Battle of Mactan mural
Photo courtesy of Wikipedia
Lapu-Lapu and the road of resistance

Engaging in battle is not a matter of last resort. Instead, for rulers like Humabon and Lapu-Lapu, it is an opportunity to increase one's prestige and prove himself to the people. At midnight of April 27, the Spanish met with Humabon and his men, divided into 20 to 30 balangays. If we are to estimate the number of Humabon's troops with Antonio de Morga's estimate of how many a single balangay can handle, then it will amount to as much as 3,000 oarsmen and 900 soldiers. Magellan, perhaps learning a bit on how diplomacy is done through perception of strength, wanted to impress Humabon and told him not to intervene in the imminent battle. Whether or not Humabon saw this as advantageous to his bid for ruling Cebu, he followed Magellan and watched from a distance. Of course, if both Humabon and Magellan faced defeat, Lapu-Lapu will emerge as the strongest in Cebu, and the rulers will soon shift their support. However, if Magellan alone lost, Humabon can save face, and say that he was only a spectator to the event, not an active participant. Then they arrive three hours before the sun rises, which may be around 3 AM. Magellan, however, did not want to engage without a final warning. A Moorish (Moro) merchant was sent to negotiate with Lapu-Lapu the recognition of Humabon as their king, and obedience to the King of Spain. Pigafetta made it a point that Humabon and the rest who were converted to Christianity were not Muslims, while Lapu-Lapu is. Of course, the conditions were rejected, and gave only one request - do not attack before daylight. Magellan and his men thought this was psychological warfare. If they attacked before daylight, which may be around 6 AM, traps may have been set up and they would easily fall for them. Thus, they decided not to attack until then.

This choice observes a protocol in battle observed in the Philippines. Attacking at night is seen as a treacherous act, and Magellan may have not wanted to lose Humabon's trust. Nevertheless, there is also some tactical advantages to be considered. Pigafetta mentions that their boats cannot land on shore, and these remained "two crossbow shots" away. The distance a crossbow may reach varies, so twice this distance can range from 180 yards (165 meters) to 1080 yards (988 meters). Regardless of how far it actually was, Magellan and his men had to cross the waters to get on shore. Perhaps one reason why they cannot land is because of the low tide, which is evident in early morning. They might have not noticed it for being seaborne since midnight, and at this time, it would have still been high tide. The low tide may have also helped Lapu-Lapu and his men, as they seemed to charged against Magellan when they reached the shore and pushed them back as far as "the distance of a crossbow shot," which may range from 90 yards (82 meters) to 540 yards (494 meters).

Francisco Pizarro and his men in Lima
Photo courtesy of Wikipedia
Whether or not Pigafetta exaggerated his count of Lapu-Lapu's men, he says there were 1,500 fighting against them. Not all of Magellan's men landed on Mactan. To face Lapu-Lapu's force, there were only 49 on the Spanish side. This may have a sort of heroic effect to some readers, since the ratio in terms of manpower is much greater than 3:1. However, if one is to observe the Spanish experience in the Americas, it may seem that Magellan did not face that much of a disadvantage. For instance, Francisco Pizarro and his 200 troops faced an Inca army of 50,000. Hernan Cortes, meanwhile, faced an Aztec army of 300,000 with only 1,000 troops of his own. Magellan had 1:25 disadvantage in manpower, Pizarro 1:250, and Cortes 1:300. So, where is the problem? Why has Spanish success elsewhere not replicated in the Philippines in 1521?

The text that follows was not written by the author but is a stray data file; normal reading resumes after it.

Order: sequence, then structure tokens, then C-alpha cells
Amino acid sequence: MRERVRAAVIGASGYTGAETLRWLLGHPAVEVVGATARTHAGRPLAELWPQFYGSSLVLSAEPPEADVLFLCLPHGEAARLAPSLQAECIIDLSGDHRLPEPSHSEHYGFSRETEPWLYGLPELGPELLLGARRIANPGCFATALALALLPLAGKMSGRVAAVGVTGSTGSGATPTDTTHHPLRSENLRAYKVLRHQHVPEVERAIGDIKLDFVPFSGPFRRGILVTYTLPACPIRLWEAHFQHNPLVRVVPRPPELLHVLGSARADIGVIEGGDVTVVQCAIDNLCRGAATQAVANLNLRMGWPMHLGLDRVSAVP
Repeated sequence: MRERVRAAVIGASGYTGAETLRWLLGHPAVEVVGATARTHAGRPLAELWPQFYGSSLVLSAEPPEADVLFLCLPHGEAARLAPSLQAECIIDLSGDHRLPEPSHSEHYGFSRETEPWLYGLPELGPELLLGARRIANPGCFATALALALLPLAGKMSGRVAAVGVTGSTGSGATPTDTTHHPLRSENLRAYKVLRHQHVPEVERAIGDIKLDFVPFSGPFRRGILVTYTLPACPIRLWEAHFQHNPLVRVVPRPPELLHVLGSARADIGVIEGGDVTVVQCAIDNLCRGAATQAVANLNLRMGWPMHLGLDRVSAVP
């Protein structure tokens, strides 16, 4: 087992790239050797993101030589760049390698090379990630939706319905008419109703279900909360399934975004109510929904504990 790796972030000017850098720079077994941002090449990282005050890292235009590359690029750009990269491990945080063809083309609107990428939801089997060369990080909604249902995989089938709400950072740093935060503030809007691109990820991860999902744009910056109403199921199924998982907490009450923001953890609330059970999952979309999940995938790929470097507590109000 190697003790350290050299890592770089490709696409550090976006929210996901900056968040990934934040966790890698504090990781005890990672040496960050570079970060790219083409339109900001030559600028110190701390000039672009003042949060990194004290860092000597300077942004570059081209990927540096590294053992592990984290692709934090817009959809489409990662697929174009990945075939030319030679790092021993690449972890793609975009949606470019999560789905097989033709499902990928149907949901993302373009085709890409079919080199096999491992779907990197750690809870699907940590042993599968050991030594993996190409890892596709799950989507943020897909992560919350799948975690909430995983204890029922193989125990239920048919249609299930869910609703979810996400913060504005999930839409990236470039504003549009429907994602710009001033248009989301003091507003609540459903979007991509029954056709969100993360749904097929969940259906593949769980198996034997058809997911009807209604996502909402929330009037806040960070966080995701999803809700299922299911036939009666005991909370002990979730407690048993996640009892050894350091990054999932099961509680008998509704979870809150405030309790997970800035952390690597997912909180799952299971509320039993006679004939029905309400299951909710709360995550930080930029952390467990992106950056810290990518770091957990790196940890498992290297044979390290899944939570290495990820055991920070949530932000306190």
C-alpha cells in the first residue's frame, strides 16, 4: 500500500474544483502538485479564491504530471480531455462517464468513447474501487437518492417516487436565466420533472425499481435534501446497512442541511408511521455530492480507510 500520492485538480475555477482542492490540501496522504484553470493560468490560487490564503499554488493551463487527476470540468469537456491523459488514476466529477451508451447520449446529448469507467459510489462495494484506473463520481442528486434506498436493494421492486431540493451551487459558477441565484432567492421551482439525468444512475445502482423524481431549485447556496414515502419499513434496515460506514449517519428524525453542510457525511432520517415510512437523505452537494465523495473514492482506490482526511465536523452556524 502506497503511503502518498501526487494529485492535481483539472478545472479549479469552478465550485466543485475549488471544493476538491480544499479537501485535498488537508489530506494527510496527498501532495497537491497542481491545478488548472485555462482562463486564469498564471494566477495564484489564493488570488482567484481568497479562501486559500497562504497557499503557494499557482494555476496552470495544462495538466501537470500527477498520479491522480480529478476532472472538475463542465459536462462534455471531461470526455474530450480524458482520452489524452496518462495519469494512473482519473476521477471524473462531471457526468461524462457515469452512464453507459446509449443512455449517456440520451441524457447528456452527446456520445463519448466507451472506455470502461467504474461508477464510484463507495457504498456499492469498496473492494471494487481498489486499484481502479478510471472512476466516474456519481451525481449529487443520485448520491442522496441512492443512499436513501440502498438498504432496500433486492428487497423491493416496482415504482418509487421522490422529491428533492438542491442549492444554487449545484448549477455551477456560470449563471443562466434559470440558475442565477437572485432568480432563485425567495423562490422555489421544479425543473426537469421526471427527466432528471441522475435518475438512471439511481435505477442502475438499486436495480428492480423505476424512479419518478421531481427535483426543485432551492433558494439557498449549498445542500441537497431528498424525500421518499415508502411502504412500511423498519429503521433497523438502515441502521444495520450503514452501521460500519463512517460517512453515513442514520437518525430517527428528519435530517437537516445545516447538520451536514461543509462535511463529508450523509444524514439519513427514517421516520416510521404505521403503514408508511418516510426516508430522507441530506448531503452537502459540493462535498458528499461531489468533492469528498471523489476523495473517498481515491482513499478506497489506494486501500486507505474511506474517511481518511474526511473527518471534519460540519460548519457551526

For one, Magellan did not, or was unable to, use his superior arms against Lapu-Lapu. They did not seem to have artillery pieces to use, but they had crossbows and arquebuses (Europe's primary firearm at the time). Since Lapu-Lapu's men were waiting on the island to engage them in battle, the Spanish fired at them when they reached the shore. However, since they already crossed water prior, the automated weapons may have suffered some malfunction. A crossbow's range is already mentioned before, and an arquebus's range goes from 400 yards (366 meters) to 1,100 yards (1,006 meters). If the weapons are not performing well (they may backfire or for firearms, even explode), the Spanish were tired of walking on water, and Lapu-Lapu and his men stayed within the maximum range of the weapons (if they were not in range, the Spanish would have not fired anyway), then no wonder their shots made "little or no harm." At their maximum ranges, the crossbows and the arquebuses are not exactly deadly, and their wooden shields are probably hard enough to deflect them. Soon enough, the warriors of Mactan were able to gain on the Spanish, avoiding their shots and when in range, threw javelins, spears, and lances. Firearms were relatively a recent development at this time, and loading them takes ten seconds up to a full minute. If one runs fast enough, you can cover the range of a crossbow (494 meters) or an arquebus (366 meters) within that single minute it takes to reload. In addition, while a javelin does not have the range (less than 100 meters), it is definitely as deadly as the crossbow or the arquebus. The javelin is also easier to reload. Pigafetta notes how they just pick up the javelins as they move forward. Since the beach offers little cover, the Spanish were vulnerable when they reload their weapons.